Carl R. Ingling, an OSA Fellow and internationally recognized color
vision researcher, passed away on 11
September 2010, after a prolonged illness.
He was 74.
Ingling received his B.S. in physics from Duke University in 1958. He
worked at Eastman Kodak Co. for three
years (1958-1961) and then entered
graduate school at the University of
Rochester, receiving a Ph.D. in psychology in 1966. From 1966 to 1968, he was
an NINDB postdoctoral fellow at the
Center for Visual Science at the University of Rochester. In 1968, he joined the
faculty of the department of biophysics
(now the division of sensory biophysics) at Ohio State University, where he
was a central member of the University’s
Institute for Research in Vision and was
widely recognized for his innovative
research in human color vision. Ingling
later moved from biophysics to the
department of zoology. He retired from
the university in 2000.
Ingling believed that the best research
is based on the principle of strong
inference, in which each experiment is
Carl R. Ingling
designed to test a specific hypothesis. He
was passionate in his quest to advance the
understanding of how the visual system
works, and he had a remarkable talent for
transmitting that passion to his students.
His research efforts were aimed at reveal-
ing the relationships between the underly-
ing receptive field structure of single
retinal neurons and the mathematical
structures of color vision.
Norman J. Brown Jr. 1931-2010 [ ]
Norman J. Brown, Jr., an OSA Fellow and career scientist at the
Lawrence Livermore National Laboratory (LLNL) in Livermore, Calif.,
U.S.A, died of a stroke on 3 September
2010. He was 79.
After serving with the U.S. Army in
Korea, Brown received a B.A. from St.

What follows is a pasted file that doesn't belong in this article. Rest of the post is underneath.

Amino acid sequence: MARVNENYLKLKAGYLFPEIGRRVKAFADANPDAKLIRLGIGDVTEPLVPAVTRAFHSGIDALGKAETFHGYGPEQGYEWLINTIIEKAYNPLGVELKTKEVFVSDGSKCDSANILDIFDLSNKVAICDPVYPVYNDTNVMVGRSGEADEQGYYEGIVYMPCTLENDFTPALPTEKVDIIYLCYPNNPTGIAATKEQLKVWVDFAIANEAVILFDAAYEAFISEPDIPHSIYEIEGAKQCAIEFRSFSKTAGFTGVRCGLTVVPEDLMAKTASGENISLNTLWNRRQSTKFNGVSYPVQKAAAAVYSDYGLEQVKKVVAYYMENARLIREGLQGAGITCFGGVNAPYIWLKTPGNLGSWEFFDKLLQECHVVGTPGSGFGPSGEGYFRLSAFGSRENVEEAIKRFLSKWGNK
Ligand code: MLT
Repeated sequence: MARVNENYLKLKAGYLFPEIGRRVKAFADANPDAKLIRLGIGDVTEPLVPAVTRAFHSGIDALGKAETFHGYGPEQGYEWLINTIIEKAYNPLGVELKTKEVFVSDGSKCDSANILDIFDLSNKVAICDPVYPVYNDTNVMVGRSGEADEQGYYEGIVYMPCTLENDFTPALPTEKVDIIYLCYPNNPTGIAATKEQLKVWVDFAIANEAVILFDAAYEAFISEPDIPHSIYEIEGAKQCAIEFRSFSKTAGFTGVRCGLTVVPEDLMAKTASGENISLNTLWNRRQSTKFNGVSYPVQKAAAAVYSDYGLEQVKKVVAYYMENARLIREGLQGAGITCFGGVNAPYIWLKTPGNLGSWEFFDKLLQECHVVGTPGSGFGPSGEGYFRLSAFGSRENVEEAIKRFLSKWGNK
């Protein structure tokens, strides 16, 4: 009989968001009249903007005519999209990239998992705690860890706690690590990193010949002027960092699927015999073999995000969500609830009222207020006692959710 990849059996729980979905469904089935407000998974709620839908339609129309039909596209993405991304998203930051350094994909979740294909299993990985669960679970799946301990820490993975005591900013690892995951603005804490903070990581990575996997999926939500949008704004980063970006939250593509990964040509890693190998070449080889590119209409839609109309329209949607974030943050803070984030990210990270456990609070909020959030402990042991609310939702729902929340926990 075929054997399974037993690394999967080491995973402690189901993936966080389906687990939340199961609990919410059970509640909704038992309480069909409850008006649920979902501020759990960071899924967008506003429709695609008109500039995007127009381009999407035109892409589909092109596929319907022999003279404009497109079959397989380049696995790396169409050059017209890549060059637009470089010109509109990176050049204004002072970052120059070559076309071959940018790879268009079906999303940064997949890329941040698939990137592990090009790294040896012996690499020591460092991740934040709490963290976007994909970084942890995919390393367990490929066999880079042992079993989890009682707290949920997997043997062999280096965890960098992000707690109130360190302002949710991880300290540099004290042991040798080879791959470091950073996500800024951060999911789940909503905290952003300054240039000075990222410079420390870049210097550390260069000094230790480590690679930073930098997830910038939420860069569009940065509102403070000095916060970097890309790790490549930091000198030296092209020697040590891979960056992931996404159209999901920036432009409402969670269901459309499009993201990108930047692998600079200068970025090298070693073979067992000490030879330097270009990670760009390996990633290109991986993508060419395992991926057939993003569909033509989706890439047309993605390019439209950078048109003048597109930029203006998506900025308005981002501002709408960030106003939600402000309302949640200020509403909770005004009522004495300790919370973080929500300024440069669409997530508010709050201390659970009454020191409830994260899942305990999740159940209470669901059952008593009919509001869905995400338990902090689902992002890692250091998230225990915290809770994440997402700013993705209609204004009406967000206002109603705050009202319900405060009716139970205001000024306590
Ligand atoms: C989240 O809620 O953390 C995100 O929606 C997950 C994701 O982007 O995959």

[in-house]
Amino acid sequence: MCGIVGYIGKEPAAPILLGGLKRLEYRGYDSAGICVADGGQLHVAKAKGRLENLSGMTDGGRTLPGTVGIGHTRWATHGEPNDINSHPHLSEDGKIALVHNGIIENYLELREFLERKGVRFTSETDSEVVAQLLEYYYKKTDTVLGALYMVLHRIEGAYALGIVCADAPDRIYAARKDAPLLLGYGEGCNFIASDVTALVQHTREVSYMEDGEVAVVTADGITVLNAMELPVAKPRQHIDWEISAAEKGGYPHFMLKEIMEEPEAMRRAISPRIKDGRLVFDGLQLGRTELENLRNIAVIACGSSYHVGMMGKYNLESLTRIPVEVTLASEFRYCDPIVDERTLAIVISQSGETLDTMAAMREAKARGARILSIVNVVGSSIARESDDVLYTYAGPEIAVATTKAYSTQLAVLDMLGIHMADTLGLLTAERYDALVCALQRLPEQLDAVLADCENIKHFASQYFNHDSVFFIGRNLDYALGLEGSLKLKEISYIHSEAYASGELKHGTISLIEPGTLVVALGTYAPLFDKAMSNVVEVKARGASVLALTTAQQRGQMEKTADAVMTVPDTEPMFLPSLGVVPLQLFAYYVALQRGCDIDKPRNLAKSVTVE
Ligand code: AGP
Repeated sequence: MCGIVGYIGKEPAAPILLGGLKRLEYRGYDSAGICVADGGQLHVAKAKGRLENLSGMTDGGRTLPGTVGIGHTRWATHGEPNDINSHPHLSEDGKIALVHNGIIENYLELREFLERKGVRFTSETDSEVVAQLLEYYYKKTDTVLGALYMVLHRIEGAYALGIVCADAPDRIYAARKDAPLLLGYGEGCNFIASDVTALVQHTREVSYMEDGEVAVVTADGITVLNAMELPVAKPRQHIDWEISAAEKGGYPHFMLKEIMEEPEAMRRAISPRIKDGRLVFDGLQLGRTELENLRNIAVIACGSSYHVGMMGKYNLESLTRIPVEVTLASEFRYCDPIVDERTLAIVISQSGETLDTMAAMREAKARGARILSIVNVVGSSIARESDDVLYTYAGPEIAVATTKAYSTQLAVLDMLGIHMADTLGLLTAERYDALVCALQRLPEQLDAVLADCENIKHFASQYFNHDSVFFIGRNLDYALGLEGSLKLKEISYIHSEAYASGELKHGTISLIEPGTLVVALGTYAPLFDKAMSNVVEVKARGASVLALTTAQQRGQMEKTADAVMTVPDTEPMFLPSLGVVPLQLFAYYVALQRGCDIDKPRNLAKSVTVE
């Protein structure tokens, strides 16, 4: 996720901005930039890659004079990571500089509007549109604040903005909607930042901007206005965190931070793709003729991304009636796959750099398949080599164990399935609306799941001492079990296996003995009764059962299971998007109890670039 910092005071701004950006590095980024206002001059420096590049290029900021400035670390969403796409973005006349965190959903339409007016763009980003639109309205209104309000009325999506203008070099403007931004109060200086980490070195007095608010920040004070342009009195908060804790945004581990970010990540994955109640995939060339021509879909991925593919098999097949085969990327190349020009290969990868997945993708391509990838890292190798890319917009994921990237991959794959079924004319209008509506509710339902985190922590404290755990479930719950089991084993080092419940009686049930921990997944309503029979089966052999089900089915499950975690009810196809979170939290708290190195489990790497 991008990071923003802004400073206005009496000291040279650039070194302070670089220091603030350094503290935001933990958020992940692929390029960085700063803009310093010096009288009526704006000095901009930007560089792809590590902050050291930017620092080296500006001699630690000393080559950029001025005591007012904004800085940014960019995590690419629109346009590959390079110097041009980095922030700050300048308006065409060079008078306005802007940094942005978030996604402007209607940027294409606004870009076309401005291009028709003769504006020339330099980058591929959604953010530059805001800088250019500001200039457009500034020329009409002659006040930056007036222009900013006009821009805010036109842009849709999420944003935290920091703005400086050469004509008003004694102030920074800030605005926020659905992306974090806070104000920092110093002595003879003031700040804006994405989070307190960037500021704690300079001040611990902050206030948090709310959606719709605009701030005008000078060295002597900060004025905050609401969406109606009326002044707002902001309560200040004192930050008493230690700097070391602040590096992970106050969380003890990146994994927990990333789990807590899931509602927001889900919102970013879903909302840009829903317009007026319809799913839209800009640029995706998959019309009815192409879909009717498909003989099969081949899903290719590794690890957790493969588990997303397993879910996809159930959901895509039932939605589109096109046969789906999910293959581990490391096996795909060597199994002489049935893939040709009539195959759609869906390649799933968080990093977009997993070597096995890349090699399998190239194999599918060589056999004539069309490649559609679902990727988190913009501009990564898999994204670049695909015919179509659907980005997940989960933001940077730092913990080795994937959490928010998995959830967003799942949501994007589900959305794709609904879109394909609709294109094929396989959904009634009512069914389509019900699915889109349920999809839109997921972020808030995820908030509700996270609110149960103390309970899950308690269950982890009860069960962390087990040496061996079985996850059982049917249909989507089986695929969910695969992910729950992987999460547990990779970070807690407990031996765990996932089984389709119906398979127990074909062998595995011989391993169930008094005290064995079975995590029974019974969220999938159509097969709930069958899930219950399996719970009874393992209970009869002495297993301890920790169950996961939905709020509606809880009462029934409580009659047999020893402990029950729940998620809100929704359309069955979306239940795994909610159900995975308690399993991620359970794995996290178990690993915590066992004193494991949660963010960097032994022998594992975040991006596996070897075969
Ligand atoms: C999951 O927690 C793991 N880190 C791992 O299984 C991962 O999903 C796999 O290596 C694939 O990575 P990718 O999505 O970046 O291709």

Joseph’s Seminary in Menlo Park, Calif.,
and a B.S. and M.E. from the University
of California at Berkeley. He spent his
career with LLNL as an engineer in the
mechanical engineering department,
where he worked on nuclear reactors and
in optics and optical fabrication, including work on the Hubbell Telescope.
Brown retired from LLNL in 1994.
An OSA member since 1981,
Brown was elected a Fellow in 1982.
He received OSA’s David Richardson
Medal, given for significant contribu-
tions to Optical Engineering, primarily
in the commercial and industrial sector
(1985) and SPIE’s Rudolf Kingslake
Medal, awarded annually in recognition
of the most noteworthy original paper to
appear in the Society’s official journal,
Optical Engineering, on the theoretical or experimental aspects of optical
Brown was a renaissance man, an
avid photographer, a painter and a calligrapher. His hand-tooled pens made of
exotic woods were prized by calligraphers
around the world. He was also a passionate book collector and chef, as well
as a supporter of the theatre, opera and
symphonies around the Bay Area.
He is survived by his wife of 54 years,
Virginia Jurgens Brown, four children,
nine grandchildren, one great-grandchild, two sisters and a brother. His son
Stephen predeceased him in 1977.
The family would appreciate donations to the Pippin Pocket Opera, 469
Bryant Street, San Francisco, CA 94107,
and the Society of St. Sulpice, Provincial
House, 5408 Roland Avenue, Baltimore,
This obituary was contributed by the
58 | OPN Optics & Photonics News